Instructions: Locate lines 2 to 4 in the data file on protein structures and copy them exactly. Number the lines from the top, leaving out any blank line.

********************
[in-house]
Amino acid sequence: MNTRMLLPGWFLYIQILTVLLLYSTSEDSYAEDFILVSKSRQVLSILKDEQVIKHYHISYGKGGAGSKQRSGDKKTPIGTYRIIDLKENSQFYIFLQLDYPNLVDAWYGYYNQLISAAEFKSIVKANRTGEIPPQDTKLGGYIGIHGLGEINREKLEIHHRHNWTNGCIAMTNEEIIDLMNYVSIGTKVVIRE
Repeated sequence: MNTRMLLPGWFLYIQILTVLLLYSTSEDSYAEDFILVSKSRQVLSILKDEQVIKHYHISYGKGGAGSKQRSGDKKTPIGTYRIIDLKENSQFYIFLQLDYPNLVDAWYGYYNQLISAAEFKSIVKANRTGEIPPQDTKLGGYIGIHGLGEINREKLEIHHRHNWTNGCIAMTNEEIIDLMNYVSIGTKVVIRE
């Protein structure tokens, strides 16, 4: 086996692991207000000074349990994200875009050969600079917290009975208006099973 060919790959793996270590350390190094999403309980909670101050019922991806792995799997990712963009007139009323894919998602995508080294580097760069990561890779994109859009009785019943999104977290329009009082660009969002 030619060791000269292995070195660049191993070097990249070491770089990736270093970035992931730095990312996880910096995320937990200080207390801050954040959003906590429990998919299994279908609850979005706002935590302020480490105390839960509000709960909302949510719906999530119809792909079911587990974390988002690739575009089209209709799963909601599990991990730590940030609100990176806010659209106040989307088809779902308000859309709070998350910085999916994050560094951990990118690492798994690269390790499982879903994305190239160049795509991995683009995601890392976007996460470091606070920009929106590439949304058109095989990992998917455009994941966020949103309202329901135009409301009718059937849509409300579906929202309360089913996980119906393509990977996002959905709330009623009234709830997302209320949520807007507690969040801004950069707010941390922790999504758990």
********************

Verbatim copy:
Amino acid sequence: MNTRMLLPGWFLYIQILTVLLLYSTSEDSYAEDFILVSKSRQVLSILKDEQVIKHYHISYGKGGAGSKQRSGDKKTPIGTYRIIDLKENSQFYIFLQLDYPNLVDAWYGYYNQLISAAEFKSIVKANRTGEIPPQDTKLGGYIGIHGLGEINREKLEIHHRHNWTNGCIAMTNEEIIDLMNYVSIGTKVVIRE
Repeated sequence: MNTRMLLPGWFLYIQILTVLLLYSTSEDSYAEDFILVSKSRQVLSILKDEQVIKHYHISYGKGGAGSKQRSGDKKTPIGTYRIIDLKENSQFYIFLQLDYPNLVDAWYGYYNQLISAAEFKSIVKANRTGEIPPQDTKLGGYIGIHGLGEINREKLEIHHRHNWTNGCIAMTNEEIIDLMNYVSIGTKVVIRE
């Protein structure tokens, strides 16, 4: 086996692991207000000074349990994200875009050969600079917290009975208006099973 060919790959793996270590350390190094999403309980909670101050019922991806792995799997990712963009007139009323894919998602995508080294580097760069990561890779994109859009009785019943999104977290329009009082660009969002 030619060791000269292995070195660049191993070097990249070491770089990736270093970035992931730095990312996880910096995320937990200080207390801050954040959003906590429990998919299994279908609850979005706002935590302020480490105390839960509000709960909302949510719906999530119809792909079911587990974390988002690739575009089209209709799963909601599990991990730590940030609100990176806010659209106040989307088809779902308000859309709070998350910085999916994050560094951990990118690492798994690269390790499982879903994305190239160049795509991995683009995601890392976007996460470091606070920009929106590439949304058109095989990992998917455009994941966020949103309202329901135009409301009718059937849509409300579906929202309360089913996980119906393509990977996002959905709330009623009234709830997302209320949520807007507690969040801004950069707010941390922790999504758990």